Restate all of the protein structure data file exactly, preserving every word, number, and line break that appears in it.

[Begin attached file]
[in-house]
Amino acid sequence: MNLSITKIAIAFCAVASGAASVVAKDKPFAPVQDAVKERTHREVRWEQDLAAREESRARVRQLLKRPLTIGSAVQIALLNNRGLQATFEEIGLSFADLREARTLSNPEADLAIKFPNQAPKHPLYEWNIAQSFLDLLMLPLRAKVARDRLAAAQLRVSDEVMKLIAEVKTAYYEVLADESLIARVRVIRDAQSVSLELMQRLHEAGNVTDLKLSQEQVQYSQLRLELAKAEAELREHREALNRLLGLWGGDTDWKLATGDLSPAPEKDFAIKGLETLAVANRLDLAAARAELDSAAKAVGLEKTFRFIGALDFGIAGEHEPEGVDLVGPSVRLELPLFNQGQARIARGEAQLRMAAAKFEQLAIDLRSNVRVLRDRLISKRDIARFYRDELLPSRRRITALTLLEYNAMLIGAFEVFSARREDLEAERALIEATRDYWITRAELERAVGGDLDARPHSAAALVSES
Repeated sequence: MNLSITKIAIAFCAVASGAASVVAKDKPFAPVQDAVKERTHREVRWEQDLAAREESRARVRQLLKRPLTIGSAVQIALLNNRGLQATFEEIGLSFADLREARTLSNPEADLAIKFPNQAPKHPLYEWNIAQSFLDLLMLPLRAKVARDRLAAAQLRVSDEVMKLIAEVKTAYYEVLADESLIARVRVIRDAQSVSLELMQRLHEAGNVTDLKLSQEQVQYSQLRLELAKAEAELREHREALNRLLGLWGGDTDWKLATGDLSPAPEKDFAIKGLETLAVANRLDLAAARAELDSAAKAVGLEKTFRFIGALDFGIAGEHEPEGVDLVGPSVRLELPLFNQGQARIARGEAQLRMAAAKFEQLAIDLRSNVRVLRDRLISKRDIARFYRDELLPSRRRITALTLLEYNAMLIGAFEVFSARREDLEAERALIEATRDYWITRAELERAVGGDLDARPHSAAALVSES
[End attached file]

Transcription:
[in-house]
Amino acid sequence: MNLSITKIAIAFCAVASGAASVVAKDKPFAPVQDAVKERTHREVRWEQDLAAREESRARVRQLLKRPLTIGSAVQIALLNNRGLQATFEEIGLSFADLREARTLSNPEADLAIKFPNQAPKHPLYEWNIAQSFLDLLMLPLRAKVARDRLAAAQLRVSDEVMKLIAEVKTAYYEVLADESLIARVRVIRDAQSVSLELMQRLHEAGNVTDLKLSQEQVQYSQLRLELAKAEAELREHREALNRLLGLWGGDTDWKLATGDLSPAPEKDFAIKGLETLAVANRLDLAAARAELDSAAKAVGLEKTFRFIGALDFGIAGEHEPEGVDLVGPSVRLELPLFNQGQARIARGEAQLRMAAAKFEQLAIDLRSNVRVLRDRLISKRDIARFYRDELLPSRRRITALTLLEYNAMLIGAFEVFSARREDLEAERALIEATRDYWITRAELERAVGGDLDARPHSAAALVSES
Repeated sequence: MNLSITKIAIAFCAVASGAASVVAKDKPFAPVQDAVKERTHREVRWEQDLAAREESRARVRQLLKRPLTIGSAVQIALLNNRGLQATFEEIGLSFADLREARTLSNPEADLAIKFPNQAPKHPLYEWNIAQSFLDLLMLPLRAKVARDRLAAAQLRVSDEVMKLIAEVKTAYYEVLADESLIARVRVIRDAQSVSLELMQRLHEAGNVTDLKLSQEQVQYSQLRLELAKAEAELREHREALNRLLGLWGGDTDWKLATGDLSPAPEKDFAIKGLETLAVANRLDLAAARAELDSAAKAVGLEKTFRFIGALDFGIAGEHEPEGVDLVGPSVRLELPLFNQGQARIARGEAQLRMAAAKFEQLAIDLRSNVRVLRDRLISKRDIARFYRDELLPSRRRITALTLLEYNAMLIGAFEVFSARREDLEAERALIEATRDYWITRAELERAVGGDLDARPHSAAALVSES